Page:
Porco's movements

Christopher Porco told investigators that on the night of November 14 he had retired to a dormitory lounge to sleep, and awoke the following morning. The police theory was that he instead drove more than three hours to Albany in early hours of November 15 to attack his parents. A New York State Thruway toll collector outside Rochester said a yellow Wrangler with large tires passed through his station at aboit 10:45 p.m. on November 14, and a collector in Albany recalled the "excessive speed" of a yellow Wrangler approaching the toll plaza shortly before 2 a.m. on November 15.

Four security cameras at the University of Rochester recorded of a yellow Jeep Wrangler like Porco's leaving the campus at 10:30 p.m. on November 14 and returning at 8:30 a.m. on November 15, this being the period during which prosecutors claim the Porcos were attacked.

Sociopathy or psychopathy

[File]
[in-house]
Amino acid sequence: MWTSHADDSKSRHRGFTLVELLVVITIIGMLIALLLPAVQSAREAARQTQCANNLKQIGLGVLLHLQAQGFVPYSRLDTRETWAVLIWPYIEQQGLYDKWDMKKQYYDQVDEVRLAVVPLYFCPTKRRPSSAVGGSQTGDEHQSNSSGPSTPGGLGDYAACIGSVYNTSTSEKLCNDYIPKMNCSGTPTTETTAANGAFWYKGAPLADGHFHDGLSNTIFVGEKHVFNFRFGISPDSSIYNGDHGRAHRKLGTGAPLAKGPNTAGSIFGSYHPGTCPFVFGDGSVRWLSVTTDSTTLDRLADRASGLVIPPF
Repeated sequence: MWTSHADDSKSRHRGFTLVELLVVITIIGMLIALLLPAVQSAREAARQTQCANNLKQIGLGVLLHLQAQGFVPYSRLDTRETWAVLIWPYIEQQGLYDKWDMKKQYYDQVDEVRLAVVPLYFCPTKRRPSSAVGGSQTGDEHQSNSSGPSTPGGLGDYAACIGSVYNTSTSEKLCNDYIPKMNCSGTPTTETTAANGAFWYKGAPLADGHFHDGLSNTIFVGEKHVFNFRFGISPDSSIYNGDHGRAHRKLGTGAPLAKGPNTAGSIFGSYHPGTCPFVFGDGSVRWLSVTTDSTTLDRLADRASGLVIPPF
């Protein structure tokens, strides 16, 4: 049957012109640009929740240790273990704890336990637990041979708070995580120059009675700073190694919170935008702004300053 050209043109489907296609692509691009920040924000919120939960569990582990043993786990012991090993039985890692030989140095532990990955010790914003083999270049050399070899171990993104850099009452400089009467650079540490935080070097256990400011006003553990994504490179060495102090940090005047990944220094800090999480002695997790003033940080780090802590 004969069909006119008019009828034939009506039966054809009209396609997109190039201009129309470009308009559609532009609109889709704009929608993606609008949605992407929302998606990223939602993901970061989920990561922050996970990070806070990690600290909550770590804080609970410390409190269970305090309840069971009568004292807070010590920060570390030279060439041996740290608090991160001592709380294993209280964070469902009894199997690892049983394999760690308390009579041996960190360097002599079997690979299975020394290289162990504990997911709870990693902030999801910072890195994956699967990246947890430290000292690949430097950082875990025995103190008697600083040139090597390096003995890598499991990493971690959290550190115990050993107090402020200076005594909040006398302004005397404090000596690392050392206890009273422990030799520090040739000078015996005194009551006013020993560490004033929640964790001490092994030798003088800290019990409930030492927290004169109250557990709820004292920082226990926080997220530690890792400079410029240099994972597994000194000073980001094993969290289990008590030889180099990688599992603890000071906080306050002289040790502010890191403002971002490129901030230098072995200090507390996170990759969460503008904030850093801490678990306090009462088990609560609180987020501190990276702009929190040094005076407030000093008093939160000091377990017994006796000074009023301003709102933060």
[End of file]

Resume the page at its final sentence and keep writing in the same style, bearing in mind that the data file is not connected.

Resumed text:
Much attention has been focused on the personality of Christopher Porco. Police contended that his pattern of behavior is consistent with a diagnosis of psychopathy or sociopathy, two similar though not identical disorders characterized by traits such as egomania, pathological deception, scamming and defrauding others, and lack of conscience or remorse. For example, Porco lied to obtain both a car and tuition payments. Michele McKay, a law clerk who worked with Peter Porco, said he had described his youngest son as a sociopath. Several Albany-area psychologists and mental health professors have stated to the Times Union that Porco's behavior was consistent with that of a sociopath. In particular, they focused on a consistent pattern of lies Porco told to convince acquaintances that he was from a wealthy and influential family.